The 2023 wish list – four main issues the GAA need to consider next year

By Michael McMullan

Proper hurling review

FOOTBALL is more popular than hurling simply because there are more people playing it. More clubs mean more fans and sets of eyes watching games on any given weekend.

I know people who don’t even entertain it as a GAA sport and some see it as a distraction. This is totally wrong and the GAA need to make a proper effort to move it up the food chain.

There is no Ulster Hurling Championship for counties anymore with the lower tier championships like the Joe McDonagh and Christy Ring Cups getting less than token media coverage.

In some cases county boards don’t even promote the game and clubs appear to have given up asking them.

I would love it if Santa could get a committee together in Croke Park to visit all – yes all – the counties outside the Liam McCarthy Cup and ask serious questions of the promotion of hurling and if there is anything that can be done to give a helping hand up the ladder.

Underage grades

THERE needs to be a proper task force put in place to make a final decision on the u-17 and u-20 versus u-18 and u-21 age grouping for underage sport. It needs to be top heavy with people on the ground with underage – across all codes – in clubs and counties. They are people who know.

At a glance, I can see what they are trying to do by decoupling adult and the final year of underage club to ensure a smoother fixture programme. But, for me, it’s not a good enough reason. Without a more active u-19 and u-20 scene in place, there is too big of a gap from underage to adult. Going back to the even numbers has more benefits, but it all needs a proper look. From chatting to someone from Glen, they feel that u-17 works well alongside u-19 and thirds teams. But it needs a full on study across the board with the current Ulster champions perhaps involved in the debate to state their side of the argument.

One umbrella

THE situation with Steelstown and their Ulster Ladies Championship needs to be the last straw in the battle between the three separate codes – GAA, LGFA and the Camogie Association.

Parking the two sides to the story that followed between Steelstown the Ulster LGFA, it all began because of not having a second pitch on standby for the Derry champions’ postponed game with Ballyshannon in a very tight fixture schedule that involved the Ulster champions travelling across the water.

Deeper than that, it stems from the LGFA having to pick the leftovers, in terms of venues, once the men have fixtures arranged.

There needs to be one, yes one, fixtures board to organise all fixtures– yes all of them – in all four codes. Make it a paid position and one held to account. No weekend of fixtures should be rolled out without having three or four backup pitches. The schedule is way too tight for anything to be left to chance.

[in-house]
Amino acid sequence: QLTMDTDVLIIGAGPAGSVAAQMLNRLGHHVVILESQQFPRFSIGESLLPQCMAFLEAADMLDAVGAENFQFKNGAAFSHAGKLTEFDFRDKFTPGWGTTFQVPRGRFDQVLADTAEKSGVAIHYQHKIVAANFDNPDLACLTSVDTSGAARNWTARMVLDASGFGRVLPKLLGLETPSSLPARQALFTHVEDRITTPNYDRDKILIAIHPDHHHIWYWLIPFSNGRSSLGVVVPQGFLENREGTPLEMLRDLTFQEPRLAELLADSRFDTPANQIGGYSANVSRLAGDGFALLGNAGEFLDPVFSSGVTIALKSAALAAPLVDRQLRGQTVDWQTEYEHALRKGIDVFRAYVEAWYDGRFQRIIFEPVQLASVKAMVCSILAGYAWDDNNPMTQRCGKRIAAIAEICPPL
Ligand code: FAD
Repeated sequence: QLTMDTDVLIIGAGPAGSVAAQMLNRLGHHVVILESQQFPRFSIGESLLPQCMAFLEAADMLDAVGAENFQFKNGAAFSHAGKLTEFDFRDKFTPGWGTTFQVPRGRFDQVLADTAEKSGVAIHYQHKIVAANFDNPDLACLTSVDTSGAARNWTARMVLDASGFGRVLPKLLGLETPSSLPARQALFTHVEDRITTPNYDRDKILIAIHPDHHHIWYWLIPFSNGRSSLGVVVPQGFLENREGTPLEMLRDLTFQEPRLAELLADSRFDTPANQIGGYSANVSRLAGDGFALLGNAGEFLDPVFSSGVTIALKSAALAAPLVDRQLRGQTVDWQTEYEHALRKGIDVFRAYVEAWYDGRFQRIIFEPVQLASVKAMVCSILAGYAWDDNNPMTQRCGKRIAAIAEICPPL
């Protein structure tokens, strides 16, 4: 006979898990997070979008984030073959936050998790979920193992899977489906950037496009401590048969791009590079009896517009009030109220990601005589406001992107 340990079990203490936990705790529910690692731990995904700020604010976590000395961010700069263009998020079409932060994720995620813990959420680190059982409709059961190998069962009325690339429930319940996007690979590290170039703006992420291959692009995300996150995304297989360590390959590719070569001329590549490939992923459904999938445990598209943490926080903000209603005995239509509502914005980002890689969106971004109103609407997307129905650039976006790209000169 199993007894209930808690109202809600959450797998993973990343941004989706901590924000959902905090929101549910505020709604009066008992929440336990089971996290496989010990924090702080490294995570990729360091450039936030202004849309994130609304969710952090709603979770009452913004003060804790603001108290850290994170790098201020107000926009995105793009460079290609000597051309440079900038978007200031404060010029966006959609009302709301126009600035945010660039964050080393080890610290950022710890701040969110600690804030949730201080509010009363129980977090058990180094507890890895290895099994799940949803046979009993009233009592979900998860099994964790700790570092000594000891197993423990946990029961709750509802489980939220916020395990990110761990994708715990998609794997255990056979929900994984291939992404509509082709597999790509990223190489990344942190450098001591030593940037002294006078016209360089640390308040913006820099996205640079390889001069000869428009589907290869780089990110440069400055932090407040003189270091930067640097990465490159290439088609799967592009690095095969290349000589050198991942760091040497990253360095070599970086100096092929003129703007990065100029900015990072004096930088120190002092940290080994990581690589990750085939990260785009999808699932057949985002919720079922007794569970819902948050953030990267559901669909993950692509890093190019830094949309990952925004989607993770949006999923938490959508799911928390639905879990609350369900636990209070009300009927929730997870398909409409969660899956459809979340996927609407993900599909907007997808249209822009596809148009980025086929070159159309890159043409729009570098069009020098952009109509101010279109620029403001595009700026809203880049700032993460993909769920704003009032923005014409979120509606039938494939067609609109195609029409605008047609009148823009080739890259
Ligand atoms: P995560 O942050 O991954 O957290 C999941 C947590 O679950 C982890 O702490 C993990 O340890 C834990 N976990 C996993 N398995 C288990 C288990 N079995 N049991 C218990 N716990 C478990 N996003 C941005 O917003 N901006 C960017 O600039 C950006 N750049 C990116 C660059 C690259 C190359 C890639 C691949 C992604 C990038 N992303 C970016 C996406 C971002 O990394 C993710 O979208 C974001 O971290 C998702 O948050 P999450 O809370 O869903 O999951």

And it doesn’t matter who owns – or who claims to – all the pitches. All four codes of the GAA family are built from the same communities, so everyone should get a fair slice.


THE biggest elephant in the room of all needs pushed out the door, never to return. Poor discipline is in the minority in the grand scheme of things. But when it lifts its head, it should be pushed back down again.

Referees getting assaulted, players getting verbally abused and vitriol coming from the terraces, none of it should ever be accepted.

It doesn’t matter how many lotto tickets a person sells or how much effort their family before them put into the club, if they step out of line they should be punished. And if clubs don’t enforce it, then close their gates until they do or a club community votes out the committee to elect a new one.

The GAA is too important in Irish society to allow the antics of a few to tarnish the reputation of so many.

Unfortunately, much of it comes down to a rule book with more loop holes than disciplinary committees can take into account and an ‘appeal everything’ culture.

This point also ties in with how referees should be treated. As Derry coach Ciaran Meenagh pointed out, in an interview with Gaelic Life, referees need as much training as possible to help them develop and in turn the rest of the GAA family must treat them with respect. He stressed it is a two-way street and he’s 100 per cent right. From someone involved at a high level, it was a very sensible stance and one needing consideration.

It’s a shorter GList than usual, but it’s four of the key areas that need to be given a proper look at to help the overall health of the greater Gaelic Games family.


I’d like to wish all our readers and advertisers a very enjoyable festive period. It’s always a great time to get away from the pitch and a spend time with those who matter most. So toast the successes of 2022 and bank the improvements needed and worry about them in January.

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